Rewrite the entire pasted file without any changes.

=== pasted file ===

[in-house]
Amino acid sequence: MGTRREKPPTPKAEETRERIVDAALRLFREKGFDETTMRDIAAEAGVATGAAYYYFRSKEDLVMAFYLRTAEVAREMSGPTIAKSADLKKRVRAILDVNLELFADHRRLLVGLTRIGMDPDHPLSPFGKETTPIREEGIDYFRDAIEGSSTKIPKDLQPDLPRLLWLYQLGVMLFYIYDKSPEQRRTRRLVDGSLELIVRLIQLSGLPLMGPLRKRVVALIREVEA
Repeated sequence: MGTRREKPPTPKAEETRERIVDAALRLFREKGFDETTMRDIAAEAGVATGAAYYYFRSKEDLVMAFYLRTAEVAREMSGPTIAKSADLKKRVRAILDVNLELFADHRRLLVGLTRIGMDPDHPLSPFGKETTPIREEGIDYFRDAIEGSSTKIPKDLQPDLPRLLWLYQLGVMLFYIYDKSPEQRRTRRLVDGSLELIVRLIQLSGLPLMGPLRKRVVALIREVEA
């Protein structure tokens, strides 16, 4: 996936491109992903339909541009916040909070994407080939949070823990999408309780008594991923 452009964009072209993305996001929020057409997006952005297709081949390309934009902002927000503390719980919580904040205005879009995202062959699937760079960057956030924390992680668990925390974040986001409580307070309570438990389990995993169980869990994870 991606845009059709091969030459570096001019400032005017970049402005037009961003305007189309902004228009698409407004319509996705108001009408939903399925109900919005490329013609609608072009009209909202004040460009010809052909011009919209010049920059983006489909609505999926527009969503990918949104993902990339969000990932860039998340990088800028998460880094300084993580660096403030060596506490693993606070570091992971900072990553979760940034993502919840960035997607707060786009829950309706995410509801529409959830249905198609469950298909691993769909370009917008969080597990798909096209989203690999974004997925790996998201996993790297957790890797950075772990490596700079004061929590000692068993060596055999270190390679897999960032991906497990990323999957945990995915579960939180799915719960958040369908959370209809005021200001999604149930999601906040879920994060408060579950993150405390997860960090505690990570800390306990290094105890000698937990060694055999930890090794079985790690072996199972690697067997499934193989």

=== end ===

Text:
[in-house]
Amino acid sequence: MGTRREKPPTPKAEETRERIVDAALRLFREKGFDETTMRDIAAEAGVATGAAYYYFRSKEDLVMAFYLRTAEVAREMSGPTIAKSADLKKRVRAILDVNLELFADHRRLLVGLTRIGMDPDHPLSPFGKETTPIREEGIDYFRDAIEGSSTKIPKDLQPDLPRLLWLYQLGVMLFYIYDKSPEQRRTRRLVDGSLELIVRLIQLSGLPLMGPLRKRVVALIREVEA
Repeated sequence: MGTRREKPPTPKAEETRERIVDAALRLFREKGFDETTMRDIAAEAGVATGAAYYYFRSKEDLVMAFYLRTAEVAREMSGPTIAKSADLKKRVRAILDVNLELFADHRRLLVGLTRIGMDPDHPLSPFGKETTPIREEGIDYFRDAIEGSSTKIPKDLQPDLPRLLWLYQLGVMLFYIYDKSPEQRRTRRLVDGSLELIVRLIQLSGLPLMGPLRKRVVALIREVEA
């Protein structure tokens, strides 16, 4: 996936491109992903339909541009916040909070994407080939949070823990999408309780008594991923 452009964009072209993305996001929020057409997006952005297709081949390309934009902002927000503390719980919580904040205005879009995202062959699937760079960057956030924390992680668990925390974040986001409580307070309570438990389990995993169980869990994870 991606845009059709091969030459570096001019400032005017970049402005037009961003305007189309902004228009698409407004319509996705108001009408939903399925109900919005490329013609609608072009009209909202004040460009010809052909011009919209010049920059983006489909609505999926527009969503990918949104993902990339969000990932860039998340990088800028998460880094300084993580660096403030060596506490693993606070570091992971900072990553979760940034993502919840960035997607707060786009829950309706995410509801529409959830249905198609469950298909691993769909370009917008969080597990798909096209989203690999974004997925790996998201996993790297957790890797950075772990490596700079004061929590000692068993060596055999270190390679897999960032991906497990990323999957945990995915579960939180799915719960958040369908959370209809005021200001999604149930999601906040879920994060408060579950993150405390997860960090505690990570800390306990290094105890000698937990060694055999930890090794079985790690072996199972690697067997499934193989």